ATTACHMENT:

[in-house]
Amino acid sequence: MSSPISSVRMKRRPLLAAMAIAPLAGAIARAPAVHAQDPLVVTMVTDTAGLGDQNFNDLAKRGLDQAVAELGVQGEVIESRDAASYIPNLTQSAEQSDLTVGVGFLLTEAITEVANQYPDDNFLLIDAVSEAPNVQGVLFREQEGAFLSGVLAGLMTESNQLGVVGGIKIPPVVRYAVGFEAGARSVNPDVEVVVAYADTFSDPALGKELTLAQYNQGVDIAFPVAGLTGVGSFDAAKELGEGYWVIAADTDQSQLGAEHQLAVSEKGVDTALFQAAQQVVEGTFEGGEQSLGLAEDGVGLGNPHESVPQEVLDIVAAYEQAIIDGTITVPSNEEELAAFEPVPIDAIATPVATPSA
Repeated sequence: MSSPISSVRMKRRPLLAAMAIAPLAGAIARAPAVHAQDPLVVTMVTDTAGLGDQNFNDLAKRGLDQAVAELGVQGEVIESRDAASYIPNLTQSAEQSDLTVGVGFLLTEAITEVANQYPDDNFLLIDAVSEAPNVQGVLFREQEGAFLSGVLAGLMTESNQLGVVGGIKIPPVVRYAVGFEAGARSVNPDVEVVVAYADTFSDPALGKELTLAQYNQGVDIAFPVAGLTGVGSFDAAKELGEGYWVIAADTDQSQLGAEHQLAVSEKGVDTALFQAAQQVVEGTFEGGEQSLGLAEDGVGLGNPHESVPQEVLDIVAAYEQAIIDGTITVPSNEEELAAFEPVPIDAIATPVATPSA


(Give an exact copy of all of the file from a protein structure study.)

[in-house]
Amino acid sequence: MSSPISSVRMKRRPLLAAMAIAPLAGAIARAPAVHAQDPLVVTMVTDTAGLGDQNFNDLAKRGLDQAVAELGVQGEVIESRDAASYIPNLTQSAEQSDLTVGVGFLLTEAITEVANQYPDDNFLLIDAVSEAPNVQGVLFREQEGAFLSGVLAGLMTESNQLGVVGGIKIPPVVRYAVGFEAGARSVNPDVEVVVAYADTFSDPALGKELTLAQYNQGVDIAFPVAGLTGVGSFDAAKELGEGYWVIAADTDQSQLGAEHQLAVSEKGVDTALFQAAQQVVEGTFEGGEQSLGLAEDGVGLGNPHESVPQEVLDIVAAYEQAIIDGTITVPSNEEELAAFEPVPIDAIATPVATPSA
Repeated sequence: MSSPISSVRMKRRPLLAAMAIAPLAGAIARAPAVHAQDPLVVTMVTDTAGLGDQNFNDLAKRGLDQAVAELGVQGEVIESRDAASYIPNLTQSAEQSDLTVGVGFLLTEAITEVANQYPDDNFLLIDAVSEAPNVQGVLFREQEGAFLSGVLAGLMTESNQLGVVGGIKIPPVVRYAVGFEAGARSVNPDVEVVVAYADTFSDPALGKELTLAQYNQGVDIAFPVAGLTGVGSFDAAKELGEGYWVIAADTDQSQLGAEHQLAVSEKGVDTALFQAAQQVVEGTFEGGEQSLGLAEDGVGLGNPHESVPQEVLDIVAAYEQAIIDGTITVPSNEEELAAFEPVPIDAIATPVATPSA